Saturday, 17 February 2018

Tolerance: The Secret of a Happy Married Life (Part Two)


"A husband must learn to tolerate his wife’s infirmities, because in doing so he either cures her, or makes himself better." (Jeremy Taylor) By the same token, A wife must learn to tolerate her husband’s infirmities, because in doing so she either cures him, or makes herself better. That sounds like a fair deal. Doesn’t it?
That is what marriage really means: helping one another to reach the full status of being persons, responsible and autonomous beings who do not run away from life. (Paul Tournier)
Just by virtue of all I do in this community, a good number probably see us (my wife and myself) as “one of the best things to ever happen since sliced bread.” Some men probably wish they were married to a woman like my wife, while some women wish they were married to a man like myself. How so mistaken their evaluation? Remember the old adage, “the grass always LOOKS greener on the other side.” I am no different from you all. May be I get to spend more time thinking on these things, observing, studying and experimenting. That in no way excuses my humanity.
We can only learn to love by loving. (Iris Murdoch)
As one on the other side, let me in no unclear terms let you know, “I have the same soil as you do. I have the same grass as you do. The difference might be what I am doing to the soil and the grass – the watering and tendering.” Therein is the secret to ALL marriages. ALL men are, at their very soul, the same. ALL women are, at their very soul, the same. Your spouse is not the problem. The problem might be your lack of knowledge and understanding on how to relate. The problem might be your lack of understanding of your spouse’s personality and uniqueness, and your unwillingness to overlook and accept. Your challenge might be your imprisonment to certainty, and the strong desire to be in control of all things. You might just be a prisoner of your model, at the expense of the reality that is staring you right in the face. Life is not perfect. You are not perfect. And, your spouse is not perfect. The earlier you make peace with this reality, the earlier you begin to empty and thrive in your relationship. You don't necessarily get all you want. The onus is always on us to make the best of that which we have.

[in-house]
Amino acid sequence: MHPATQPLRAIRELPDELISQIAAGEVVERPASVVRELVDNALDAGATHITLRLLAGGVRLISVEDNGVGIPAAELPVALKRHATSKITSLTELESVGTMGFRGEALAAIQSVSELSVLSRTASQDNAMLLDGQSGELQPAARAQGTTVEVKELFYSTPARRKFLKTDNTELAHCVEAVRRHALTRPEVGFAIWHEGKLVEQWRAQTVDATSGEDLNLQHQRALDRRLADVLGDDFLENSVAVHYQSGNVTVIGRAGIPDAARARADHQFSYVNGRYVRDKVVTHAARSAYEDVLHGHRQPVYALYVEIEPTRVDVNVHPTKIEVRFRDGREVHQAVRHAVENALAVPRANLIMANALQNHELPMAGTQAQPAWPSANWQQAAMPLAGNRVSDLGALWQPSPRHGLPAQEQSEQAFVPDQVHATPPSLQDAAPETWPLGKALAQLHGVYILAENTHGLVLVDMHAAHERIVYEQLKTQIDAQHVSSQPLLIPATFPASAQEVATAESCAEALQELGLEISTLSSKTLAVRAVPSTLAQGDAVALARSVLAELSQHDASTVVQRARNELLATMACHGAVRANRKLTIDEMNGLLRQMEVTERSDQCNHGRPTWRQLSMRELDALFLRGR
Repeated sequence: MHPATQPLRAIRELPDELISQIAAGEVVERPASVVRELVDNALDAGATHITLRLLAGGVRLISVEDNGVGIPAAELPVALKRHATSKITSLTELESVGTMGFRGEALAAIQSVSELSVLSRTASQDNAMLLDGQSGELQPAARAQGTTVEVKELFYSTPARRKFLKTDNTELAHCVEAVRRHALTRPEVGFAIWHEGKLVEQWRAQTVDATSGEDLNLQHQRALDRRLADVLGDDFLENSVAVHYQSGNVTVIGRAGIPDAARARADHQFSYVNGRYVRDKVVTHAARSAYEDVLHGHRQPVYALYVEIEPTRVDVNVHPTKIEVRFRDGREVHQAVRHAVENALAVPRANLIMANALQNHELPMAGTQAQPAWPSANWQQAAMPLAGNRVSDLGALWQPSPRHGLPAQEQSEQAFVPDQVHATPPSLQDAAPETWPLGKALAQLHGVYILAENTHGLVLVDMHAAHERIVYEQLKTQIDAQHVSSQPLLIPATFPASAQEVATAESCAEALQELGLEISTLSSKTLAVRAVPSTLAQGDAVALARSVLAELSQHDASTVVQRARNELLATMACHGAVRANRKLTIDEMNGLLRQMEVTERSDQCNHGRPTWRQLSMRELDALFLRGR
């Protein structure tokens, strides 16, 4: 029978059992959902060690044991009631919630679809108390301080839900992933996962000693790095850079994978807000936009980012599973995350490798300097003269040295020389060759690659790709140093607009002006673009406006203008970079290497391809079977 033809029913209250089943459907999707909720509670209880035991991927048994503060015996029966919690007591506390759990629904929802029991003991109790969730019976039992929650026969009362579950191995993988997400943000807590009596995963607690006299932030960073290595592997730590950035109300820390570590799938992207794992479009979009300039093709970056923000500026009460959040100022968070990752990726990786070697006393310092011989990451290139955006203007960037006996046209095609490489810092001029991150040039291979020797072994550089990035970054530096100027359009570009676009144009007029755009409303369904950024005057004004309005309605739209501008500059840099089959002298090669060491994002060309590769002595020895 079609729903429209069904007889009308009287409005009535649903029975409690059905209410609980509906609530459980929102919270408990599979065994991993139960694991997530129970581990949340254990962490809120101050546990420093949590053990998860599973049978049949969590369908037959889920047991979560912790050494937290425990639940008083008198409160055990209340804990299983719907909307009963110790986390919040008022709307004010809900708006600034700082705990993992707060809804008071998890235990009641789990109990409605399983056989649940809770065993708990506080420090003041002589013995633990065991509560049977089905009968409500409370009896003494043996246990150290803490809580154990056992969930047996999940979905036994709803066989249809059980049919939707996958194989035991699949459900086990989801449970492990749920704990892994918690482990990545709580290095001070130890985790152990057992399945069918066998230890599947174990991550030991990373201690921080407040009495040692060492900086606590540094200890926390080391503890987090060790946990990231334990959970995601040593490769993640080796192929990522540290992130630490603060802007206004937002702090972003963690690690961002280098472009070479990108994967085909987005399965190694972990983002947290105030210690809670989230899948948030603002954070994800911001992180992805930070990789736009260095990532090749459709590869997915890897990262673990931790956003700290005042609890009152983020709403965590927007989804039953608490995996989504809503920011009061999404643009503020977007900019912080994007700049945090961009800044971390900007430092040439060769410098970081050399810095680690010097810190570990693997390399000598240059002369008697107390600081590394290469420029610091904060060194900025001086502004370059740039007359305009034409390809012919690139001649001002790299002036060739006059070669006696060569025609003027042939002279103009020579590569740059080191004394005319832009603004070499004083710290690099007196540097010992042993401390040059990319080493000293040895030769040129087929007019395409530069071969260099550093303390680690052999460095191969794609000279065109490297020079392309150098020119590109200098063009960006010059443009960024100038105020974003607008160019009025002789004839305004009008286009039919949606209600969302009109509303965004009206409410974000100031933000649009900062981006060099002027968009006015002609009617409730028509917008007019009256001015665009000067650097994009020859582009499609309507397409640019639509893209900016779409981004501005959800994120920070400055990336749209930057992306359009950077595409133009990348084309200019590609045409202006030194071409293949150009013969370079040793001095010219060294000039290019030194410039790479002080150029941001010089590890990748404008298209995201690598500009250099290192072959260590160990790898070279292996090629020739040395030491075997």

Marriage is an opportunity to die. (Paul Washer)
The table is not pre-set in marriage. That is your place. That is the place of your spouse. That is the place of the two both of you. Get to working on it. What you get from your spouse is what you rub off. There are no incidents in life. There is a cause. There is a reason. Change your approach and you might get a whole lot different result. After all there was something you saw when you married. What has changed - the cluster, the nearness, the familiarity, the reality or what? The process of flesh meeting flesh (the rough edges rubbing against one another) is the bonding process. Two people can NEVER become one until they sincerely accept each other for who they are, not who they want each other to be.
Show love through kindness. Kindness is smiling when your spouse walks through the door. Kindness is telling him you're proud of him. Kindness listens. (Lori Emery)
Wake up to the reality of who your spouse is and seek to get the best out of whom he/she is and your marriage. Your marriage does not have to be the same as that of your parents, or your friends. Your marriage is unique. You are unique. Your spouse is unique. Make the best of your uniqueness and make it the best it can ever be. We all have a language: a way we need to be talked to, a way we need to be rubbed to function at our highest potential. Speak my language and see just how much you are able to get out of me. That is the whole foundation of friendship. That is the focus of oneness. That is the focus of marriage.
My business is to love others and not to seek that others shall love me. (Robert Cleaver Chapman)
Focus on the things that bind you together, not the things that pull you apart. We all are never going to agree on every little detail of life. The important thing is that we agree on the fundamentals, and we exercise tolerance on every other thing.
To validate something is to recognize its value. Sometimes couples resist offering validation because they misunderstand it. Validating your partner does not mean admitting guilt, accepting blame, or seeking forgiveness. Validation is simply an acknowledgement that your spouse’s experience, viewpoint, feelings, or reaction has value and should be heard. (Erin Smalley)
Care for your spouse. Care for your marriage. Cultivate them. The result you get, or are getting, is determined by your tendering. You are getting what you are squeezing out of your spouse. If you want a different result change the way you rub off. Respect the person of your spouse. Respect your own self. Work on your self. Learn, grow and be willing to change. Stand up to the challenge of life. Grow to be the best version of who you are.
It requires less character to discover the faults of others than to tolerate them. (J. Petit-Senn)
Tolerance: The Secret of a Happy Married Life (Part One)
Transparency and Vulnerability
Marriage Will Change You
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